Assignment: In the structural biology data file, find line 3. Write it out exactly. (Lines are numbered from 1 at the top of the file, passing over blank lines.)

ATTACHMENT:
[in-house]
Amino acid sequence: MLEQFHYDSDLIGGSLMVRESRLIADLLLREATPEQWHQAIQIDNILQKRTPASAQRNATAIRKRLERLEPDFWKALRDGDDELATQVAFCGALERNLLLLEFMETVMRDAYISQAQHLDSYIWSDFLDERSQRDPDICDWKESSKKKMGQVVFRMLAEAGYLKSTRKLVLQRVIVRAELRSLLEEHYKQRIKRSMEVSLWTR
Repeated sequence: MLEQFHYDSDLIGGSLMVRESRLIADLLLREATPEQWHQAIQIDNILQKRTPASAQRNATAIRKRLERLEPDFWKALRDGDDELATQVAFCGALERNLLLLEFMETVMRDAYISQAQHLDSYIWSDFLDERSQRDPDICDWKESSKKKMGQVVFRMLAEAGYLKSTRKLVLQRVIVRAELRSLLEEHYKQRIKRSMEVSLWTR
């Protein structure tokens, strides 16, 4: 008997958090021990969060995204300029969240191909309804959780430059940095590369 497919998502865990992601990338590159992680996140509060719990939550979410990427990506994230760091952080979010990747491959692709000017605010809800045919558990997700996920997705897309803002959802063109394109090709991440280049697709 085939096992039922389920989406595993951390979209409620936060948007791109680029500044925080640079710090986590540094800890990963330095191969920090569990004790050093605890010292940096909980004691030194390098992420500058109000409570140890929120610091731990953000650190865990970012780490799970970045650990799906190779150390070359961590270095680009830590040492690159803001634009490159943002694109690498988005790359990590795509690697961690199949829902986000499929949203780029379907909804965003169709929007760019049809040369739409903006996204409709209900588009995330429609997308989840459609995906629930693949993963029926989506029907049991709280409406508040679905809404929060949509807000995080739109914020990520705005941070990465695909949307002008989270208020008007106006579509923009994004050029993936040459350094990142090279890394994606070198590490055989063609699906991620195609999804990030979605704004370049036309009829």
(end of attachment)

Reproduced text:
Repeated sequence: MLEQFHYDSDLIGGSLMVRESRLIADLLLREATPEQWHQAIQIDNILQKRTPASAQRNATAIRKRLERLEPDFWKALRDGDDELATQVAFCGALERNLLLLEFMETVMRDAYISQAQHLDSYIWSDFLDERSQRDPDICDWKESSKKKMGQVVFRMLAEAGYLKSTRKLVLQRVIVRAELRSLLEEHYKQRIKRSMEVSLWTR